Evaluation of antioxidant properties of pomegranate peel extract
in comparison with pomegranate pulp extract
Yunfeng Li, Changjiang Guo
, Jijun Yang, Jingyu Wei, Jing Xu, Shuang Cheng
Department of Nutrition, Institute of Hygiene and Environmental Medicine, Tianjin 300050, PR China
Received 19 July 2004; received in revised form 9 February 2005; accepted 9 February 2005
Pomegranate is an important source of bioactive compounds and has been used for folk medicine for many centuries. Pomegran-
ate juice has been demonstrated to be high in antioxidant activity and is eﬀective in the prevention of atherosclerosis. In a previous
study, we found that pomegranate peel had the highest antioxidant activity among the peel, pulp and seed fractions of 28 kinds of
fruits commonly consumed in China as determined by FRAP (ferric reducing antioxidant power) assay. In this study, we extracted
antioxidants from pomegranate peel, using a mixture of ethanol, methanol and acetone, and the antioxidant properties of the extract
were further investigated as compared with the pulp extract. The contents of total phenolics, ﬂavonoids, proathocyanidins and
ascorbic acid were also measured. The results showed that pomegranate peel extract had markedly higher antioxidant capacity than
the pulp extract in scavenging or preventive capacity against superoxide anion, hydroxyl and peroxyl radicals as well as inhibiting
-induced LDL oxidation. The contents of total phenolics, ﬂavonoids and proathocyanidins were also higher in peel extract
than in pulp extract. The large amount of phenolics contained in peel extract may cause its strong antioxidant ability. We concluded
that pomegranate peel extract appeared to have more potential as a health supplement rich in natural antioxidants than the pulp
extract and merits further intensive study.
Ó2005 Elsevier Ltd. All rights reserved.
Keywords: Pomegranate peel; antioxidant activity; LDL oxidation
Antioxidant is deﬁned as any substance that, when
present at low concentrations compared with those of
an oxidizable substrate, signiﬁcantly delays or prevents
oxidation of that substrate (Halliwell, 1995). Epidemio-
logical studies have shown that consumption of fruits
and vegetables is negatively associated with the morbid-
ity and mortality of cardio- and cerebro-vascular dis-
eases and certain types of cancers (Johnsen et al.,
2003; Rissanen et al., 2003; Temple & Gladwin, 2003),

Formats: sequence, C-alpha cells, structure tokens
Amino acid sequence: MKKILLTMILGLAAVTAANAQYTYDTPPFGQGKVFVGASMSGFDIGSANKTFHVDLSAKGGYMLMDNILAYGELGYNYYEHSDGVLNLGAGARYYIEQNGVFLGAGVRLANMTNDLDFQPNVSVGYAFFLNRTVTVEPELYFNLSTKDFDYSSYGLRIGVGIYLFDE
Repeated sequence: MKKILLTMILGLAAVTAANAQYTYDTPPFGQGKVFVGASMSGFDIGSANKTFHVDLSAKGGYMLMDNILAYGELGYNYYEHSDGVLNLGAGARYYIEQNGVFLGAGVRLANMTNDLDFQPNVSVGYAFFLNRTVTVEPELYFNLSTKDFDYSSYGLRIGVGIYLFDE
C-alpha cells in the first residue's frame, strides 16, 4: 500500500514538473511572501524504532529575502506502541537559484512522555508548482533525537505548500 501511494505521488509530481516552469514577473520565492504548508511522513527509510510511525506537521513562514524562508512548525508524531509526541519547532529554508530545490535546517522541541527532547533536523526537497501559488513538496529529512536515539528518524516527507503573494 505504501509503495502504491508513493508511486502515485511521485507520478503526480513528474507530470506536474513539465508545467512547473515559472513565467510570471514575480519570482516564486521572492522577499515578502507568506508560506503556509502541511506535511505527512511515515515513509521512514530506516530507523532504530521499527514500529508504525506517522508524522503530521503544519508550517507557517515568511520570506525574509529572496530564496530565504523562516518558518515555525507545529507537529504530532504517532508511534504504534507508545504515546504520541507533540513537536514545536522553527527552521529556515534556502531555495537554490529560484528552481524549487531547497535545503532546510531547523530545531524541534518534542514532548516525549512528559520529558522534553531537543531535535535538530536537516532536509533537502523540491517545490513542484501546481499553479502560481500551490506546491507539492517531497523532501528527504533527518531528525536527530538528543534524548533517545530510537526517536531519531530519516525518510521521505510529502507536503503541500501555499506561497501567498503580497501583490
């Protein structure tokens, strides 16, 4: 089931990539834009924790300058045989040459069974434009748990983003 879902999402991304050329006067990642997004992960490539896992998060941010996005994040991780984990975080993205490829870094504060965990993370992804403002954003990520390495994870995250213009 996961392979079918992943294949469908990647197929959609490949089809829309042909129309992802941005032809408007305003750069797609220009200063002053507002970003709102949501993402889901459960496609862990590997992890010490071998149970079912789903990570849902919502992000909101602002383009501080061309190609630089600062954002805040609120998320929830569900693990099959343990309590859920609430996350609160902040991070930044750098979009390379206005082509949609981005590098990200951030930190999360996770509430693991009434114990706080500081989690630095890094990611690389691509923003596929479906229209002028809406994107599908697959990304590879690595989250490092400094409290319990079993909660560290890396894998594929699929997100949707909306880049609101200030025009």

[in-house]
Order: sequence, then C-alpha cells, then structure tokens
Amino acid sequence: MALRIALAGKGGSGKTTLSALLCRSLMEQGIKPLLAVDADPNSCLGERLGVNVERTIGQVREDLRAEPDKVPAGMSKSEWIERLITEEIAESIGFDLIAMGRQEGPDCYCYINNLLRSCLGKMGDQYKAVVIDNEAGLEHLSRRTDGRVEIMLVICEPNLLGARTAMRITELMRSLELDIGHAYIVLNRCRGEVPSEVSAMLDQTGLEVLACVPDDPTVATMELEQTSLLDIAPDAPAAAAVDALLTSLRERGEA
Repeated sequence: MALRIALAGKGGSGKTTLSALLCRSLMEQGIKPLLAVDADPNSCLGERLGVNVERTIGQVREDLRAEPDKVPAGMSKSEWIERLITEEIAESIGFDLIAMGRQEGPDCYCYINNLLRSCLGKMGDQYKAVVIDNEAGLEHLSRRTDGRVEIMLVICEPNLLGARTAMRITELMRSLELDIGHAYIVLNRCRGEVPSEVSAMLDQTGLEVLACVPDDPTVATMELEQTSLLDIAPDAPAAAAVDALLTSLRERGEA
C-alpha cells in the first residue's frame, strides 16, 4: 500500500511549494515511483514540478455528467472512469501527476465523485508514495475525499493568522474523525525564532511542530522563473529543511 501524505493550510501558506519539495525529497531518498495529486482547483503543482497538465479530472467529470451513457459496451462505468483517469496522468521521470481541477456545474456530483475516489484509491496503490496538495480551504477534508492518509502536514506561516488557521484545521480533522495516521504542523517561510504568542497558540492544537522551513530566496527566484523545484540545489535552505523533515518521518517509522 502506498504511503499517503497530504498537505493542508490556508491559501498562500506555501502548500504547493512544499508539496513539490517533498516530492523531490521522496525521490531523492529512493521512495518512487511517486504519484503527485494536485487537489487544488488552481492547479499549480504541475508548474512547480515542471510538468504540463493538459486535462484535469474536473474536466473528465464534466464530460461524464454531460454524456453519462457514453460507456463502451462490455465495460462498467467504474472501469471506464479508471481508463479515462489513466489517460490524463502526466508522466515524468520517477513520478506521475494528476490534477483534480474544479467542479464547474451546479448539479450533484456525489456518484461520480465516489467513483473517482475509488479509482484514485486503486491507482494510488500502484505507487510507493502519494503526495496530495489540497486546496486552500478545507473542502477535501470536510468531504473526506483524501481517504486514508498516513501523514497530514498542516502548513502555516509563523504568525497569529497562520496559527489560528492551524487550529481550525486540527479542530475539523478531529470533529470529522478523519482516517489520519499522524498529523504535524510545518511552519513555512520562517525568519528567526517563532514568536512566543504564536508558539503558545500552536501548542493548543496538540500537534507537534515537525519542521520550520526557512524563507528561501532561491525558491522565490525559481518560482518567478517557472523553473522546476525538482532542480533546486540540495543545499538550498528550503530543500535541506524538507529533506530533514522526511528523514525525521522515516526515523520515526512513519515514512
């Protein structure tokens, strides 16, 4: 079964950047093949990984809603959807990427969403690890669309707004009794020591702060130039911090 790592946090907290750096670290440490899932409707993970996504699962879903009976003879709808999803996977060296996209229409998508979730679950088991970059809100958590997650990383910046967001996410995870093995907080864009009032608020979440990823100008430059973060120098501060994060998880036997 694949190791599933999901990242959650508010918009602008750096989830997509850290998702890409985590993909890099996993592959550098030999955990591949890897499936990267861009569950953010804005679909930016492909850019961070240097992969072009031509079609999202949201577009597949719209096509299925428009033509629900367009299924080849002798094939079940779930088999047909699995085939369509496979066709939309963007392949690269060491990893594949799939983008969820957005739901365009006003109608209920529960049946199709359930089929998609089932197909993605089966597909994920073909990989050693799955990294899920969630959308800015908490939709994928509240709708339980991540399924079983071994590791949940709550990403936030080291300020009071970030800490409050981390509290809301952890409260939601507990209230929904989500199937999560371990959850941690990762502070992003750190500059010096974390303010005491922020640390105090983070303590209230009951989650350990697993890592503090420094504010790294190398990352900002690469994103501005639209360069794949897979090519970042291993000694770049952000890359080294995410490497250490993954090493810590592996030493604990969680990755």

and the antioxidants contained in fruits and vegetables,
including ascorbic acid, carotenoids, ﬂavonoids, hydro-
lysable tannins, are supposed to play an important role
in the prevention of these diseases (Huxley & Neil, 2003;
Knekt et al., 2002; Lampe, 1999). Evidence from animal
and human experiments also reveals that some natural
antioxidants other than ascorbic acid, carotenoids and
vitamin E could be absorbed signiﬁcantly and act as po-
tent antioxidants in vivo (Cao, Muccitelli, Sanchez-
Moreno, & Prior, 2001; Pataki et al., 2002; Scalbert &
Williamson, 2000; Su et al., 2003). These results have
been the driving force for many recent studies on the
antioxidant activity of diﬀerent foods of plant origin
and the derived products, as well as the eﬀective constit-
uents, responsible for this activity.
Pomegranates (Punica granatum) have been used
extensively in the folk medicine of many cultures
0308-8146/$ - see front matter Ó2005 Elsevier Ltd. All rights reserved.
Corresponding author. Tel.: +86 22 84655429; fax: +86 22
E-mail address: email@example.com (C. Guo).
Food Chemistry 96 (2006) 254–260
(Longtin, 2003). Recently, pomegranate juice, and even
fermented pomegranate juice, were demonstrated to be
high in antioxidant activity (Gil, Tomas-Barberan,
Hess-Pierce, Holcroft, & Kader, 2000; Schubert, Lan-
sky, & Neeman, 1999). Pomegranate juice also displays
potent antiatherogenic action in atherosclerotic mice
and humans (Aviram et al., 2000; Kaplan et al., 2001).
All these activities may be related to diverse phenolic
compounds present in pomegranate juice, including
punicalagin isomers, ellagic acid derivatives and antho-
cyanins (delphinidin, cyanidin and pelargonidin 3-gluco-
sides and 3,5-diglucosides). These compounds are
known for their properties in scavenging free radicals
and inhibiting lipid oxidation in vitro (Gil et al., 2000;
Noda, Kaneyuki, Mori, & Packer, 2002).
Previously, we found that pomegranate peel had the
highest antioxidant activity among the peel, pulp and
seed fractions of 28 kinds of fruits commonly consumed
in China, as determined by FRAP (ferric reducing anti-
oxidant power) assay (Guo et al., 2003). It seems, there-
fore, that pomegranate peel may be a rich source of
natural antioxidants and worthy of further study. It is
interesting that pomegranate peels have been used since
antiquity in the Middle East as colorant for textiles be-
cause of their high tannin and phenolic contents. Singh,
Murthy, and Jayaprakasha (2002) recently reported that
methanol extract of pomegranate peel had much higher
antioxidant capacity than that of seeds, as demonstrated
by using the b-carotene–linoleate and DPPH model sys-
tems. This pomegranate peel extract could eﬀectively
protect (after oral administration) against CCl
hepatotoxicity, in which ROS damage was intensively
involved (Murthy, Jayaprakasha, & Singh, 2002). In
the current study, we optimized the antioxidant extract-
ing procedure, based on FRAP value of the extracts.
The peel extract, with high FRAP value, that we ob-
tained was further measured for the contents of total
phenolic, ﬂavonoids, proanthocyanidins and ascorbic
acid and evaluated by using diﬀerent in vitro models
for its antioxidant capacity, including scavenging or pre-
ventive capacity against superoxide anion, hydroxyl and
peroxyl radicals, as well as inhibiting CuSO
LDL oxidation in comparison with the pulp extract.
The objectives of this study were to establish an eﬃcient
antioxidant extracting procedure and to explore the pos-
sibility of developing a nutraceutical agent rich in natu-
ral antioxidants from the pomegranate peel.
2. Materials and methods
Catechin, rutin, quercetin, 2,4,6-tripyridyl-s-triazine
(TPTZ) were purchased from Sigma Chemical Co. (St.